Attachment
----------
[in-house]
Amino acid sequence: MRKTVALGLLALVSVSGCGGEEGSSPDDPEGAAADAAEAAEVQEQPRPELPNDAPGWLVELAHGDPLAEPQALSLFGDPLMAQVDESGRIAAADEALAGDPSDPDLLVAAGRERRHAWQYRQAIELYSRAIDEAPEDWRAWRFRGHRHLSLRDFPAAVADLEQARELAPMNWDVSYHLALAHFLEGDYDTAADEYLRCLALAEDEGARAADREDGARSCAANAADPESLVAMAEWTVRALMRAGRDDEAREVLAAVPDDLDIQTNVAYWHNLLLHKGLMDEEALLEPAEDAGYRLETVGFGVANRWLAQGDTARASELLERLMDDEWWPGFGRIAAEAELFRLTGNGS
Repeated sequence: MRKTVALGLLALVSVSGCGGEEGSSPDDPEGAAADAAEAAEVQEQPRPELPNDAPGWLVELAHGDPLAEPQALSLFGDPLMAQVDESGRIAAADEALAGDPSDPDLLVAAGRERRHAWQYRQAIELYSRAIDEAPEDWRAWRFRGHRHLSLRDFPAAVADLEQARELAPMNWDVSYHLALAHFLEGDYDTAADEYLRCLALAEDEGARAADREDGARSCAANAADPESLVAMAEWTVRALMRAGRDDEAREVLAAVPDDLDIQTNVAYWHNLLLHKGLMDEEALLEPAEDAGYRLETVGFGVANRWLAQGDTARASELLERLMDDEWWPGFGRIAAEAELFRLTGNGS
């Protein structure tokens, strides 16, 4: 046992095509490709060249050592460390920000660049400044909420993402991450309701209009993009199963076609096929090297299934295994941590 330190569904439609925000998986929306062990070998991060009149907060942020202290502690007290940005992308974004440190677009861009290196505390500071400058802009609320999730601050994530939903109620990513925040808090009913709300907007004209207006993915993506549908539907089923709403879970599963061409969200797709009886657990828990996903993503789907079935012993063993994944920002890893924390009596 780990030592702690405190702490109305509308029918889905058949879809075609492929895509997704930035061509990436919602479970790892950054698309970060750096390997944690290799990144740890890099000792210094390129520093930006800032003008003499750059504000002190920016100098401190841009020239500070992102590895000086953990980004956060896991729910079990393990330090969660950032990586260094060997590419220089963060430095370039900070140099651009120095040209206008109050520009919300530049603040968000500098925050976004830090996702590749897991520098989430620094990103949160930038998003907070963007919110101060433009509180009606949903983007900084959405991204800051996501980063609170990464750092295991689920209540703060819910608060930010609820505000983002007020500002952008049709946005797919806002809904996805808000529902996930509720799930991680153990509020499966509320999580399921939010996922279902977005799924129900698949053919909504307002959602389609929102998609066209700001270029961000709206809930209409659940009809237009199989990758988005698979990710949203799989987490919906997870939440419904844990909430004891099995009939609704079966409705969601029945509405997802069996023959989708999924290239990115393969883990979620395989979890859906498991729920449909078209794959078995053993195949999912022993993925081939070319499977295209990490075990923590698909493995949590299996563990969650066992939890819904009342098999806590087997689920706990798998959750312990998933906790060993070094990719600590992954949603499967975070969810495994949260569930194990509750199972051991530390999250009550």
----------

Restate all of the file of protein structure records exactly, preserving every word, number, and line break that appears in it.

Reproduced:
[in-house]
Amino acid sequence: MRKTVALGLLALVSVSGCGGEEGSSPDDPEGAAADAAEAAEVQEQPRPELPNDAPGWLVELAHGDPLAEPQALSLFGDPLMAQVDESGRIAAADEALAGDPSDPDLLVAAGRERRHAWQYRQAIELYSRAIDEAPEDWRAWRFRGHRHLSLRDFPAAVADLEQARELAPMNWDVSYHLALAHFLEGDYDTAADEYLRCLALAEDEGARAADREDGARSCAANAADPESLVAMAEWTVRALMRAGRDDEAREVLAAVPDDLDIQTNVAYWHNLLLHKGLMDEEALLEPAEDAGYRLETVGFGVANRWLAQGDTARASELLERLMDDEWWPGFGRIAAEAELFRLTGNGS
Repeated sequence: MRKTVALGLLALVSVSGCGGEEGSSPDDPEGAAADAAEAAEVQEQPRPELPNDAPGWLVELAHGDPLAEPQALSLFGDPLMAQVDESGRIAAADEALAGDPSDPDLLVAAGRERRHAWQYRQAIELYSRAIDEAPEDWRAWRFRGHRHLSLRDFPAAVADLEQARELAPMNWDVSYHLALAHFLEGDYDTAADEYLRCLALAEDEGARAADREDGARSCAANAADPESLVAMAEWTVRALMRAGRDDEAREVLAAVPDDLDIQTNVAYWHNLLLHKGLMDEEALLEPAEDAGYRLETVGFGVANRWLAQGDTARASELLERLMDDEWWPGFGRIAAEAELFRLTGNGS
């Protein structure tokens, strides 16, 4: 046992095509490709060249050592460390920000660049400044909420993402991450309701209009993009199963076609096929090297299934295994941590 330190569904439609925000998986929306062990070998991060009149907060942020202290502690007290940005992308974004440190677009861009290196505390500071400058802009609320999730601050994530939903109620990513925040808090009913709300907007004209207006993915993506549908539907089923709403879970599963061409969200797709009886657990828990996903993503789907079935012993063993994944920002890893924390009596 780990030592702690405190702490109305509308029918889905058949879809075609492929895509997704930035061509990436919602479970790892950054698309970060750096390997944690290799990144740890890099000792210094390129520093930006800032003008003499750059504000002190920016100098401190841009020239500070992102590895000086953990980004956060896991729910079990393990330090969660950032990586260094060997590419220089963060430095370039900070140099651009120095040209206008109050520009919300530049603040968000500098925050976004830090996702590749897991520098989430620094990103949160930038998003907070963007919110101060433009509180009606949903983007900084959405991204800051996501980063609170990464750092295991689920209540703060819910608060930010609820505000983002007020500002952008049709946005797919806002809904996805808000529902996930509720799930991680153990509020499966509320999580399921939010996922279902977005799924129900698949053919909504307002959602389609929102998609066209700001270029961000709206809930209409659940009809237009199989990758988005698979990710949203799989987490919906997870939440419904844990909430004891099995009939609704079966409705969601029945509405997802069996023959989708999924290239990115393969883990979620395989979890859906498991729920449909078209794959078995053993195949999912022993993925081939070319499977295209990490075990923590698909493995949590299996563990969650066992939890819904009342098999806590087997689920706990798998959750312990998933906790060993070094990719600590992954949603499967975070969810495994949260569930194990509750199972051991530390999250009550």